No, don’t worry, our bees aren’t poisoned. But around this time of year, beekeepers fight the varroa mite. This teeny-weeny little spider can only reproduce in a honey bee’s breeding cell. It locks itself in the sealed cell of a bee larva and then it lays 4-7 eggs there. The mite and its children live off ‘the blood’ of the larva. And when it’s fully grown into a bee, they crawl out of the cell with the bee.
As a beekeeper you don’t want the varroa population in your colonies to become too large, because that weakens the bees enormously. Unfortunately, exterminating them completely is out of the question: the varroa mite is too widespread.
Varroa control in Portugal
Controlling varroa is just like many things: In every country, they do it just a little differently. In recent years some new products or methods have been added. In addition, bee scientists are afraid that the varroa mite will eventually become resistant to certain products, so I found it worthwhile to take a fresh look at controlling varroa.
They sell all kinds of beekeeping equipment in a ‘small-farmer-product-shop’ near here. And I asked if they had anything against varroa. Yes, they did and showed a kind of brown sticky thick bar, which was tightly packed in agricultural plastic and reminded me the most of a big bonk of hash. The salesgirl used a knife to remove two loose slices. Two slices per colony, during 15 days, after that repeat with new slices.
“What’s it called?” “Ticktac” she wrote on a note. Okay, the instructions looked a bit like those of a product I knew from Holland: Thymovar.
At home, I looked on the internet for some more information. Mhm, it’s actually called tactic and the active ingredient is amitraz. The stuff is banned in the Netherlands because it “cannot be classified with certainty as non-carcinogenic”. (I’m not making this up, it’s from the bee department of the University of Wageningen).
Looking for an alternative
I wasn’t gonna use that shit. But what then?
± 10 years ago in the Netherlands we used formic acid, which is known as the most effective product against varroa. When you apply it, you have to protect yourself with goggles and extra protective gloves, because it can cause burns. Back then, it just felt like, “What the hell are we doing?” to me. I wasn’t a fan of it.
And we used thymovar, a kind of shammies soaked in an essential oil; thymol. Super easy to use, just a bit pricey. And, when I started looking, almost impossible to buy in Portugal.
But thymovar has more disadvantages: you have to put it in the hive twice for 3 consecutive weeks, when the temperature does not exceed 30˚, otherwise the bees will suffer from it. The best time of the year is in the second part of summer. But then it is nowhere near below 30˚ here.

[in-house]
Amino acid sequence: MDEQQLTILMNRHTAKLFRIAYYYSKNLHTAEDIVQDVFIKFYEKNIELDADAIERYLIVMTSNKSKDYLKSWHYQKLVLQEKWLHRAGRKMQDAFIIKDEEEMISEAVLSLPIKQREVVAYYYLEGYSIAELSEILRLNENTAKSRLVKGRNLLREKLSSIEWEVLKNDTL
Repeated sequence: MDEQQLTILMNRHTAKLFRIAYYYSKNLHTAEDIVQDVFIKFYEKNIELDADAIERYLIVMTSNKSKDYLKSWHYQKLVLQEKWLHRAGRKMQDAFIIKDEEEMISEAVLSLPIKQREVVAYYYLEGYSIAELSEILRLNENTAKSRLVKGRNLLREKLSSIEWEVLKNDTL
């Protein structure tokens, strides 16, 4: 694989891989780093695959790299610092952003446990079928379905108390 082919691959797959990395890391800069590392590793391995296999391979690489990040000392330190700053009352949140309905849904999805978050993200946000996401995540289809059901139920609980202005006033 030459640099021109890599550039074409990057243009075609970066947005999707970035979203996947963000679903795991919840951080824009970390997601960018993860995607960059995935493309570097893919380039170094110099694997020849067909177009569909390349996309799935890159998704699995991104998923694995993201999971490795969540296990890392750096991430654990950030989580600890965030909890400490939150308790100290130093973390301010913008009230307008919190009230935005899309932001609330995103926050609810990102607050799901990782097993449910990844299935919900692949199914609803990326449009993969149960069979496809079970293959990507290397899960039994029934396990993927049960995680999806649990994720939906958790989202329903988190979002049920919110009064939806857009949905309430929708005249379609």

Then just formic acid? Or, which I have no experience with, oxalic acid? I couldn’t decide yet. To be on the safe side, I bought Thymovar from a Spanish online shop. And I would decide later.
Formic acid or thymovar?
This week I took another look in the colony.
Huh? Hardly any brood cells anymore?! For a moment I was afraid the queen was dead and therefore I could not find eggs and larvae. Fortunately, I saw a very small piece of brood in one of the frames.
Last time I wrote that if there is little to eat in the area, the bee population adapts and ensures that there are fewer mouths to feed, by killing the drones. Now it turned out, the queen had also slowed down her egg-laying! You can call it birth control, I guess.
If there are few closed brood cells, the Varroa mites are mainly on the bees. Then it is extra beneficial to start a varroa treatment because the varroa mites are not hiding in the brood cells. And I didn’t want to harvest honey first, because there is only just enough for the bees this year. (With every form of varroa control, some residues end up in the honey. So you have to start every treatment after the honey harvest) The temperature is currently well below 30˚ and it is expected to remain so for the time being. So this year I chose thymovar again.
I have placed white sheets on the bottom board so that I can clearly see how many mites have fallen from the hive. It’s going well, about 20 a day: we’ll get rid of those parasites!
And the Asian hornet?
Well, the Asian hornet is not that easy to combat. Those predators now regularly come to our bee colony to catch a bee from the air. They ignore the traps because the hornets are now more hungry for a fresh bee than a sip of a cocktail. Nuno did make a nice hornet whack. So that every now and then, like a drop in the ocean, we can whack one of these bitches to death.
Furthermore, we are not aggressive, really we are not…
By law all beekeepers in the Tras-os-Montes region are obliged to treat their colonies against varroa. In Portugal, the following methods of controlling varroa are allowed: MUV AUTORIZADOS PARA ABELHAS
And while I was looking for this, I came across something interesting. A guide for organic beekeeping from the Portuguese Federation of Beekeepers. Handy if you want to keep bees in a certified organic method. This document states on page 38 what you can use against varroa in organic beekeeping and how.
Portuguese words when controlling varroa
|a parasite||um parasita|
|the colony||a colmeia|
|sealed brood||células coberta|
|formic acid||ácido fórmico|
|oxalic acid||ácido oxálico|
|Asian hornet||Vespa Velutina/ Vespa Asiática|